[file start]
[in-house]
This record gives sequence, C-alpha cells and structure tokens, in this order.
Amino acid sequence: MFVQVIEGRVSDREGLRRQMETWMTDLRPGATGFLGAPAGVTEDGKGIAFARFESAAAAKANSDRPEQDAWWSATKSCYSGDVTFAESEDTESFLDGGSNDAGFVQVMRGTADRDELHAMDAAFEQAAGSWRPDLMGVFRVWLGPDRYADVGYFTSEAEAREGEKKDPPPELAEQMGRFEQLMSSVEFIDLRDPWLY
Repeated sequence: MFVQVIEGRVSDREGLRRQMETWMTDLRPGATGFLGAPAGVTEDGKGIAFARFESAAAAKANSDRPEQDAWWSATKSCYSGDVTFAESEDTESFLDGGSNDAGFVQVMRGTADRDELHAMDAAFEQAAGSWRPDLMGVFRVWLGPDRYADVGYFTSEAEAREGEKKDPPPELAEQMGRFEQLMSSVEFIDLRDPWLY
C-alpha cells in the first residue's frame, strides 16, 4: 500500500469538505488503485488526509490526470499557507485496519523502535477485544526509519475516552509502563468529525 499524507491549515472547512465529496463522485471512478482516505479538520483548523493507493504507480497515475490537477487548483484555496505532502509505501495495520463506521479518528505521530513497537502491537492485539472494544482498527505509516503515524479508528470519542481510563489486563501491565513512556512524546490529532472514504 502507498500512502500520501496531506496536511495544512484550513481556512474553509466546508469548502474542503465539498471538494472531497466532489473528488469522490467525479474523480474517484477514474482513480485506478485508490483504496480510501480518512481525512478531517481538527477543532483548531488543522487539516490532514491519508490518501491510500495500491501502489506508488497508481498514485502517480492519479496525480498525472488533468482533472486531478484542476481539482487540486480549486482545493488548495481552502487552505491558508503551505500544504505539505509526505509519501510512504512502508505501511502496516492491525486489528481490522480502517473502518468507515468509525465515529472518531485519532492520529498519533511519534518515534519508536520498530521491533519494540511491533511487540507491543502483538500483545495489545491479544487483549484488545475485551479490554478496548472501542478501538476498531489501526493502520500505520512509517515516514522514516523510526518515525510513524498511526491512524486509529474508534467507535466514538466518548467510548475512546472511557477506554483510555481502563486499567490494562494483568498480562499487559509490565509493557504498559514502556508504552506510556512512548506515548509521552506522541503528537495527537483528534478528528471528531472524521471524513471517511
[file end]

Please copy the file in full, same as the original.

[in-house]
This record gives sequence, C-alpha cells and structure tokens, in this order.
Amino acid sequence: MFVQVIEGRVSDREGLRRQMETWMTDLRPGATGFLGAPAGVTEDGKGIAFARFESAAAAKANSDRPEQDAWWSATKSCYSGDVTFAESEDTESFLDGGSNDAGFVQVMRGTADRDELHAMDAAFEQAAGSWRPDLMGVFRVWLGPDRYADVGYFTSEAEAREGEKKDPPPELAEQMGRFEQLMSSVEFIDLRDPWLY
Repeated sequence: MFVQVIEGRVSDREGLRRQMETWMTDLRPGATGFLGAPAGVTEDGKGIAFARFESAAAAKANSDRPEQDAWWSATKSCYSGDVTFAESEDTESFLDGGSNDAGFVQVMRGTADRDELHAMDAAFEQAAGSWRPDLMGVFRVWLGPDRYADVGYFTSEAEAREGEKKDPPPELAEQMGRFEQLMSSVEFIDLRDPWLY
C-alpha cells in the first residue's frame, strides 16, 4: 500500500469538505488503485488526509490526470499557507485496519523502535477485544526509519475516552509502563468529525 499524507491549515472547512465529496463522485471512478482516505479538520483548523493507493504507480497515475490537477487548483484555496505532502509505501495495520463506521479518528505521530513497537502491537492485539472494544482498527505509516503515524479508528470519542481510563489486563501491565513512556512524546490529532472514504 502507498500512502500520501496531506496536511495544512484550513481556512474553509466546508469548502474542503465539498471538494472531497466532489473528488469522490467525479474523480474517484477514474482513480485506478485508490483504496480510501480518512481525512478531517481538527477543532483548531488543522487539516490532514491519508490518501491510500495500491501502489506508488497508481498514485502517480492519479496525480498525472488533468482533472486531478484542476481539482487540486480549486482545493488548495481552502487552505491558508503551505500544504505539505509526505509519501510512504512502508505501511502496516492491525486489528481490522480502517473502518468507515468509525465515529472518531485519532492520529498519533511519534518515534519508536520498530521491533519494540511491533511487540507491543502483538500483545495489545491479544487483549484488545475485551479490554478496548472501542478501538476498531489501526493502520500505520512509517515516514522514516523510526518515525510513524498511526491512524486509529474508534467507535466514538466518548467510548475512546472511557477506554483510555481502563486499567490494562494483568498480562499487559509490565509493557504498559514502556508504552506510556512512548506515548509521552506522541503528537495527537483528534478528528471528531472524521471524513471517511